The Blue Star Memorial Highways are a tribute to the armed forces that have defended the United States of America. The National Garden Clubs, Inc., is the parent organization for Blue Star Memorial Highways.
The idea dates to 1944 when the New Jersey State Council of Garden Clubs beautified a 5.5 mile stretch of U.S. 22 from Mountainside to North Plainfield. Approximately 8,000 dogwood trees were planted as a living memorial to the men and women in the Armed Forces from New Jersey. The Blue Star, taken from the blue star in the service flag, was chosen to symbolize the memorial because it was used during World War II on flags and homes of families that had a son or daughter in the service. The New Jersey Legislature approved a Joint Resolution on January 22, 1945, designating this highway "Blue Star Drive."
At the close of World War II, the National Council, like other public-spirited groups, was seeking a suitable means of honoring servicemen and women. It was agreed, that as Garden Clubs, it would be better to help beautify and preserve the country the men had fought for than to build stone monuments. The New Jersey clubs had just finished beautifying a section of one of the New Jersey highways as a War Memorial, working with the New Jersey Highway Commissioner, Spencer Miller, Jr., when Mr. Miller, a guest speaker at the annual convention of the National Council in 1945, suggested that this program be projected on a nationwide basis. This was just the kind of project the National Council had been looking for.
Using the New Jersey project as its model, the National Council made a study of the inter-regional highways of the United States. A Blue Star Highway system was outlined, consisting of one east-west and seven north-south highways. (Today we have many more.) Highway Commissioners were informed of the plan as were also the Garden Clubs in each state, and all were invited to participate. Every State President was asked to secure collaboration of the State Highway Department before undertaking a Blue Star project, as this was considered requisite to the success of the plan. A uniform marker was adopted to show memorialization, the design of which was a gift from Mrs. Frederic Kellogg, founder of National Council.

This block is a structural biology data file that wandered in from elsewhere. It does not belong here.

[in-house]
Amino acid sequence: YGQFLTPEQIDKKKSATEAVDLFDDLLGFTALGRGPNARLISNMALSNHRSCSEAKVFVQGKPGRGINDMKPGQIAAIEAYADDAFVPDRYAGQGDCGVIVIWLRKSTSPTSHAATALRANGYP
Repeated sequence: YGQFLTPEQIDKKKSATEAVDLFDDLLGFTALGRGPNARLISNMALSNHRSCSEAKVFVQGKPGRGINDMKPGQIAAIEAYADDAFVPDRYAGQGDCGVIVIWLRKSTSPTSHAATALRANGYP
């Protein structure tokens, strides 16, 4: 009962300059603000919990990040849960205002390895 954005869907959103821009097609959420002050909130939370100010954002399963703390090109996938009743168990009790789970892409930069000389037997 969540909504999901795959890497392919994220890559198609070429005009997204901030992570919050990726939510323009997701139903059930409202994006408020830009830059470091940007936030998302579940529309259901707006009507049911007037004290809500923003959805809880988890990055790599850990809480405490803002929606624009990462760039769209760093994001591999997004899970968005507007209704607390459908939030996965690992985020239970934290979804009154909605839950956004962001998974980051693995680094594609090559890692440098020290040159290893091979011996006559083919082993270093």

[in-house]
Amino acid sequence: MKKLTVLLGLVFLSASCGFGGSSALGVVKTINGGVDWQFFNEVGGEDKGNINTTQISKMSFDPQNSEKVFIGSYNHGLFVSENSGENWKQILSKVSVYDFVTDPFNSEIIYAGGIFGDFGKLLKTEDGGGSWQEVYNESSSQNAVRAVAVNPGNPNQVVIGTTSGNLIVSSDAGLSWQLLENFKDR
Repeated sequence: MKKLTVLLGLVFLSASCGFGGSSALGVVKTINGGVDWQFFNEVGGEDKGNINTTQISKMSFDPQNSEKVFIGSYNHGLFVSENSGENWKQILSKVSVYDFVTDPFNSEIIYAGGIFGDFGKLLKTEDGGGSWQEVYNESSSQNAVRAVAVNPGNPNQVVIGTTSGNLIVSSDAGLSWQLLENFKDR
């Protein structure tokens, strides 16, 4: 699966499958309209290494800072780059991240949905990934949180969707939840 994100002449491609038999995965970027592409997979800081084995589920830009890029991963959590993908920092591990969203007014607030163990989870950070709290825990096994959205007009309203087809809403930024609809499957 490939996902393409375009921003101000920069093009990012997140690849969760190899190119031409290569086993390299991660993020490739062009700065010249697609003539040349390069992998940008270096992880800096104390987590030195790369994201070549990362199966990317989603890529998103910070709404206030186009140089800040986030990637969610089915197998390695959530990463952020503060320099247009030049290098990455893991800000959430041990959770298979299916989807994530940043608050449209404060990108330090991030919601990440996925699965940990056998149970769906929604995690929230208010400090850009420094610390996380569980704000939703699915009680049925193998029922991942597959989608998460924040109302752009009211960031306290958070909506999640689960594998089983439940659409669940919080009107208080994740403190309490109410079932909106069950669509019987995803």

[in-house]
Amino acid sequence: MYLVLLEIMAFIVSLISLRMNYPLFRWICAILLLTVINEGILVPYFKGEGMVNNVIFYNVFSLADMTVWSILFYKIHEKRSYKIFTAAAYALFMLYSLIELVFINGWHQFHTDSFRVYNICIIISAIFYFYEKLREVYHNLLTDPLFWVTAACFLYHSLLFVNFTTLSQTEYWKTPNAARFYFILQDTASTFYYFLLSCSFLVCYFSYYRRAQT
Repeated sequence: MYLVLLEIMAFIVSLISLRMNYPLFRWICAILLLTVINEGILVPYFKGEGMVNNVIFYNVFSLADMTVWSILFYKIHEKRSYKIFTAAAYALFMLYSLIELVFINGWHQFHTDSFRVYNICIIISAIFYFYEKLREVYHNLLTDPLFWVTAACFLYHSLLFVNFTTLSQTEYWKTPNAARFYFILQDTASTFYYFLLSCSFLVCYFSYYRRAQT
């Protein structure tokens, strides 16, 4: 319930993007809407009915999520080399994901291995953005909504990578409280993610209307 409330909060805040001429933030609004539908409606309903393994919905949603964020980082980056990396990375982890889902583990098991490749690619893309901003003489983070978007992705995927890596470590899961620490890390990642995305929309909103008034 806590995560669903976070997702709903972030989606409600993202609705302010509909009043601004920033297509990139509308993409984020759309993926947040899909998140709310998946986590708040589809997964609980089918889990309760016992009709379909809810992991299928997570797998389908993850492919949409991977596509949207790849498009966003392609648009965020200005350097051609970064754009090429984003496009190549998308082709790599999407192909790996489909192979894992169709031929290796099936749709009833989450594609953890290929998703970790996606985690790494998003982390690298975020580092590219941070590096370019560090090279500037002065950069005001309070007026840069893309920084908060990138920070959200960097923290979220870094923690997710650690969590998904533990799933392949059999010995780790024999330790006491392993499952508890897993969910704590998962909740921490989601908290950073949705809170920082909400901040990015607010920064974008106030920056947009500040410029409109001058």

While it originally began to honor World War II veterans, it enlarged its mission. In 1951 it expanded to include all men and women, who had served, were serving or would serve in the armed forces of the United States. There are now three types of markers: the Memorial Highway Marker, found alongside roadways and at rest stops; the Blue Star Memorial Markers found at veterans' hospitals, national cemeteries, etc.; and Blue Star By-Way Markers which can be placed in any appropriate garden setting. Today there are more than 70,000 miles of highway designated as Blue Star Memorial Highways. Blue Star Memorial Markers are standing proudly along these thoroughfares nationwide. These markers are everywhere!